Authors: Shannon Cohen & Pat Sosa VerDuin

Since the release of our “Invisible Walls, Ceilings, and Floors” research and the birth of Sisters Who Lead, we have been honored to speak in community and conference spaces seeking to foster workplace cultures where diversity, equity, and inclusion exist and thrive in word and deed. In this space, we continue to connect with intergenerational leaders of color to amplify their voices and the truths of their lived experience as leaders in this region.

Recently we spoke at the 2017 Young Professionals of Color Conference powered by Cascade Engineering. Our workshop title was “Breaking the Silence: Navigating the Unwritten Rules of Leadership Success”. As part of the session, attendees were invited to speak truth to the ‘people, power, and politic’ nuances encountered daily in their professional lives. We asked, “What do you wish you could openly say to the ‘powers that be’ in your workplace?’”. Attendees were asked to share these truths via a post it note. Over 108 young professionals of color participated and they held nothing back! The moment was transformative. In the safety of a community that ‘saw’ them, in a space that was positioned to ‘hear’ them, the leaders reflected and shared. Here is just a snippet of themes and truths shared:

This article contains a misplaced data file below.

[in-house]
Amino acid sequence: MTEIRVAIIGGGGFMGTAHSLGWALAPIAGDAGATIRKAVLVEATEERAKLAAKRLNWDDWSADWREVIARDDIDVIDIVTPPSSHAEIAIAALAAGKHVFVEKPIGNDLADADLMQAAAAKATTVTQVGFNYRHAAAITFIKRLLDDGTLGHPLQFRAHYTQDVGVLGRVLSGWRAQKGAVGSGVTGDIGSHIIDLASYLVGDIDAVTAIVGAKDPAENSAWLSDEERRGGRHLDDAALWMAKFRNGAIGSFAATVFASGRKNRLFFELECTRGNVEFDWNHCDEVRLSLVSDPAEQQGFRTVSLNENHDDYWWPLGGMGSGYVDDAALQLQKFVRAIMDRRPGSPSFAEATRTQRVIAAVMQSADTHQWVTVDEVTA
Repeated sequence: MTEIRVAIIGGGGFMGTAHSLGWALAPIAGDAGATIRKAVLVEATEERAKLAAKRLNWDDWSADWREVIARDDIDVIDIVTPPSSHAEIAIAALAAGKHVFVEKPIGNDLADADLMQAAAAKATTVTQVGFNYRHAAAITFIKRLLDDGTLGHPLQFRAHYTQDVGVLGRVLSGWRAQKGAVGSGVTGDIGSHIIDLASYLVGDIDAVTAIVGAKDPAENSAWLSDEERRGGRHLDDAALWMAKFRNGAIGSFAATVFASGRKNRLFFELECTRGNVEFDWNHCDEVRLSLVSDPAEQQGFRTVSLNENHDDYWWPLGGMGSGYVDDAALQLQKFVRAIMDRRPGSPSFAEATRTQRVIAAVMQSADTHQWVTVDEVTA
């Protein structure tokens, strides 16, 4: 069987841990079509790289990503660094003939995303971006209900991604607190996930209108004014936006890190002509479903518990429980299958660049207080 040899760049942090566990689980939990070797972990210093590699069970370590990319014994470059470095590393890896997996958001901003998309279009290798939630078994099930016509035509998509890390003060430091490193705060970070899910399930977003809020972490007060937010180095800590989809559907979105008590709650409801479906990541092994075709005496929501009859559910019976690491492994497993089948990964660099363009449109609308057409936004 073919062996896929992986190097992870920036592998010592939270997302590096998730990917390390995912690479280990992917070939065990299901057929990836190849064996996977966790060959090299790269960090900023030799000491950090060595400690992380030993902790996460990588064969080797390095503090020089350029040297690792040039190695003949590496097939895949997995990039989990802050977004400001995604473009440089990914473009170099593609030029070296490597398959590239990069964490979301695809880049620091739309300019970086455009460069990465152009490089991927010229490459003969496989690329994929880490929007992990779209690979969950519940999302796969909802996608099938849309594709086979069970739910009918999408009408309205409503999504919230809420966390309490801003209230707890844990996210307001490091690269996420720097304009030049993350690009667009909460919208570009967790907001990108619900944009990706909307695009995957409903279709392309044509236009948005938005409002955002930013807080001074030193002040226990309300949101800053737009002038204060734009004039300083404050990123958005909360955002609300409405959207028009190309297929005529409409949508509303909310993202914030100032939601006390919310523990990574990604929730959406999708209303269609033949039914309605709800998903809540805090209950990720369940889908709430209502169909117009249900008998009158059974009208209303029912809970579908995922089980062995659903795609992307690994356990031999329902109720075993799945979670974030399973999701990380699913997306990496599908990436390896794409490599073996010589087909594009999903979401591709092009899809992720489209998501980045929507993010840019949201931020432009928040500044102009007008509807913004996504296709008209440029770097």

Stop asking me to volunteer for only ‘black’ events
During interviews, don’t just assume I made it to college on athletic scholarships.
I am capable. I have ideas. I need support.
Young professionals of color need to see color reflected in the workforce.
I have a voice and good ideas… please listen to me! I can learn. Please teach me!
My opinion may not be the same as yours, but if I disagree, it doesn’t mean I have an ‘attitude’.
Our experiences are real and those experiences/skills matter.
Don’t write me off because of the way I look. I have a lot to offer.
Recognize that I’m different…there is no such thing as being ‘color blind’.
You can tell me the truth. I’m not sensitive, and I can handle honest feedback.
The help I offer to minorities in the community isn’t to benefit you… it’s for them.
It’s not ok that I am one of only two persons in our building who are Latino and speak Spanish.
Don’t be fearful to allow me to speak.
Don’t silence my voice.
Our skin color and gender does not define our work ethic, knowledge, capacity, or professionalism.
Just because I am a mother and family is extremely important to me doesn’t mean I am not committed.
Young does not equal inexperienced, young doesn’t equal unwise. If I say I can do it, let me.
We want to understand the why and strategy behind things so we can attach ourselves to a purpose.
I am not sure if mistakes=growth in the workplace. Can I be anything less than perfect to still be valued as an employee?

How will you use this feedback to advance a culture of fit and belonging within your workplace? Share your ideas at

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